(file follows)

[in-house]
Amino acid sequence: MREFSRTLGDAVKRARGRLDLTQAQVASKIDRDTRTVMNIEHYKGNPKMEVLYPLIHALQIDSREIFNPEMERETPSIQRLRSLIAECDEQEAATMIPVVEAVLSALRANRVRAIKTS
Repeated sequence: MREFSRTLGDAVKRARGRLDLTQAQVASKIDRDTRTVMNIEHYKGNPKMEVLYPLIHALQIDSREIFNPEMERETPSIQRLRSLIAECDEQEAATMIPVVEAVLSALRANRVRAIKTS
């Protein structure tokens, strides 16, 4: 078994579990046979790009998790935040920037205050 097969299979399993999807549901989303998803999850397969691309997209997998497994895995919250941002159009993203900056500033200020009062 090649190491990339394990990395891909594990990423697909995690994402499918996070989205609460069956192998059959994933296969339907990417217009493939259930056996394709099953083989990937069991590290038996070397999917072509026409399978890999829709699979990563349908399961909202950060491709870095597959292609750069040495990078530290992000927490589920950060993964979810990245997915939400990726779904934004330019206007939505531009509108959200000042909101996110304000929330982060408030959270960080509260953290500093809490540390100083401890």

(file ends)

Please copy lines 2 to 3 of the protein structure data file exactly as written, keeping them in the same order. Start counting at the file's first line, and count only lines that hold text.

Amino acid sequence: MREFSRTLGDAVKRARGRLDLTQAQVASKIDRDTRTVMNIEHYKGNPKMEVLYPLIHALQIDSREIFNPEMERETPSIQRLRSLIAECDEQEAATMIPVVEAVLSALRANRVRAIKTS
Repeated sequence: MREFSRTLGDAVKRARGRLDLTQAQVASKIDRDTRTVMNIEHYKGNPKMEVLYPLIHALQIDSREIFNPEMERETPSIQRLRSLIAECDEQEAATMIPVVEAVLSALRANRVRAIKTS